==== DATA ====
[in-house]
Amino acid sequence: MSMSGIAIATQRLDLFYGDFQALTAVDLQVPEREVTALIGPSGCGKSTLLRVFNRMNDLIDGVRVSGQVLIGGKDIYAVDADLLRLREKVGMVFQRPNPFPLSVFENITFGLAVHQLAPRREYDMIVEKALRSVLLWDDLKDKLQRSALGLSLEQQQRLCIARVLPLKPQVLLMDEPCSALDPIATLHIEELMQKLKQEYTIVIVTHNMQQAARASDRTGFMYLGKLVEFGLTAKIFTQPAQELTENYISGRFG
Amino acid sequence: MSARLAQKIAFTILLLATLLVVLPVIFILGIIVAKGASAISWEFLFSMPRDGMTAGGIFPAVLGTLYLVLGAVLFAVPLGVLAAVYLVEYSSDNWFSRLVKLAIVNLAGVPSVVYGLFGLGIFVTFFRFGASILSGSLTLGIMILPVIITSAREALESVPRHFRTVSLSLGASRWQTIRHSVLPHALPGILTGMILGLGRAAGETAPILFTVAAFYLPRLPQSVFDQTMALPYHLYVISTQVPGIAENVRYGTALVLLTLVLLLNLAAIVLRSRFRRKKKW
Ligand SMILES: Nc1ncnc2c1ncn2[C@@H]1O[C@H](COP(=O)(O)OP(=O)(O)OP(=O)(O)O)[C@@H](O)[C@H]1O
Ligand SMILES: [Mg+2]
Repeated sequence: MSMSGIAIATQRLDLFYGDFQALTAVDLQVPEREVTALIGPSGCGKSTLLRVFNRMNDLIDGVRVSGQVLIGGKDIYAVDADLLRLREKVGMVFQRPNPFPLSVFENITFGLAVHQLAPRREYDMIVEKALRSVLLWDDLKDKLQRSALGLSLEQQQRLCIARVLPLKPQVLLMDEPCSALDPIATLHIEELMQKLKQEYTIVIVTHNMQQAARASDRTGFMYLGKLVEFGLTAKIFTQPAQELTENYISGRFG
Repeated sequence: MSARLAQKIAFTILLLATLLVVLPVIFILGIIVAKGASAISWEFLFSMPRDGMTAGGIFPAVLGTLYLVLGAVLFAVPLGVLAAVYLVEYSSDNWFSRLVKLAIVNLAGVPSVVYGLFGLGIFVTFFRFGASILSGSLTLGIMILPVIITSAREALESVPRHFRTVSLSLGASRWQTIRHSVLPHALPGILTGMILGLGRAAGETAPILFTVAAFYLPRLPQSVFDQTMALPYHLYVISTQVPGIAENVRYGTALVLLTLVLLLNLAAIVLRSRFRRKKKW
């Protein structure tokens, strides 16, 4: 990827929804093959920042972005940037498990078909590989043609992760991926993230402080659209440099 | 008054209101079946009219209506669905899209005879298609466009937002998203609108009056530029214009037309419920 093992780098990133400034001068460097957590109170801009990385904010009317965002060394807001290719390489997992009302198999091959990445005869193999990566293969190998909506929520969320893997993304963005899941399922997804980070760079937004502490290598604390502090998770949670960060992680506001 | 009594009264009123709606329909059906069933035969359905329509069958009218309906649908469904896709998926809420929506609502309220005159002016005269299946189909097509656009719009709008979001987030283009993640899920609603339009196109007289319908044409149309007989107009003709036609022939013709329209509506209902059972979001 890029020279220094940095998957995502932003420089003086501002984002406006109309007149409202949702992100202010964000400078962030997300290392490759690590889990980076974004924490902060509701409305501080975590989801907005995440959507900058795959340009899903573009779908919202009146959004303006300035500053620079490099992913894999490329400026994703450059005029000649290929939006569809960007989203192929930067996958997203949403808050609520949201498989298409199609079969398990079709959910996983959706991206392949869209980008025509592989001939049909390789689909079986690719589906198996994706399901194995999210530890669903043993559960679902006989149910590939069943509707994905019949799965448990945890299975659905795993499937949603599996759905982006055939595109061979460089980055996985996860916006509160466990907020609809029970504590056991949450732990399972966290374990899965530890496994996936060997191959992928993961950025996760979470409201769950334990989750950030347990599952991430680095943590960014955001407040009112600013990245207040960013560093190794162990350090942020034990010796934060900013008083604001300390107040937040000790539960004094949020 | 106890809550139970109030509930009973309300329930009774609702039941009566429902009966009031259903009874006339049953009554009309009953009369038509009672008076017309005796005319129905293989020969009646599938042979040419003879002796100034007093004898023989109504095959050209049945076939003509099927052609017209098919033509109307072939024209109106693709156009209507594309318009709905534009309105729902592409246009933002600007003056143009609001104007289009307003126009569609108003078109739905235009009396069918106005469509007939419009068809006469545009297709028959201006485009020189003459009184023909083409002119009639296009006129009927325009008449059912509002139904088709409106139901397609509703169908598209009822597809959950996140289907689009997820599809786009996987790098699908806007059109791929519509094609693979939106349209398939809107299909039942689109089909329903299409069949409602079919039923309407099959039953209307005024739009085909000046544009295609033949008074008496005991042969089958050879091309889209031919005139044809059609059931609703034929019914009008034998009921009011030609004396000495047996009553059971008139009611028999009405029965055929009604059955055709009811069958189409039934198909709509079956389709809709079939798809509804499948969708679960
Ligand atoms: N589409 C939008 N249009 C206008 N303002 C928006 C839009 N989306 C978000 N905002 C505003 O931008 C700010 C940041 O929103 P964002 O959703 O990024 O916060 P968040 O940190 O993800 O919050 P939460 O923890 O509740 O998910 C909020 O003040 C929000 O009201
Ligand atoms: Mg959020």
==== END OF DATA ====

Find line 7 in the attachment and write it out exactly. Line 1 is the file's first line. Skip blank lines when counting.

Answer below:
Repeated sequence: MSARLAQKIAFTILLLATLLVVLPVIFILGIIVAKGASAISWEFLFSMPRDGMTAGGIFPAVLGTLYLVLGAVLFAVPLGVLAAVYLVEYSSDNWFSRLVKLAIVNLAGVPSVVYGLFGLGIFVTFFRFGASILSGSLTLGIMILPVIITSAREALESVPRHFRTVSLSLGASRWQTIRHSVLPHALPGILTGMILGLGRAAGETAPILFTVAAFYLPRLPQSVFDQTMALPYHLYVISTQVPGIAENVRYGTALVLLTLVLLLNLAAIVLRSRFRRKKKW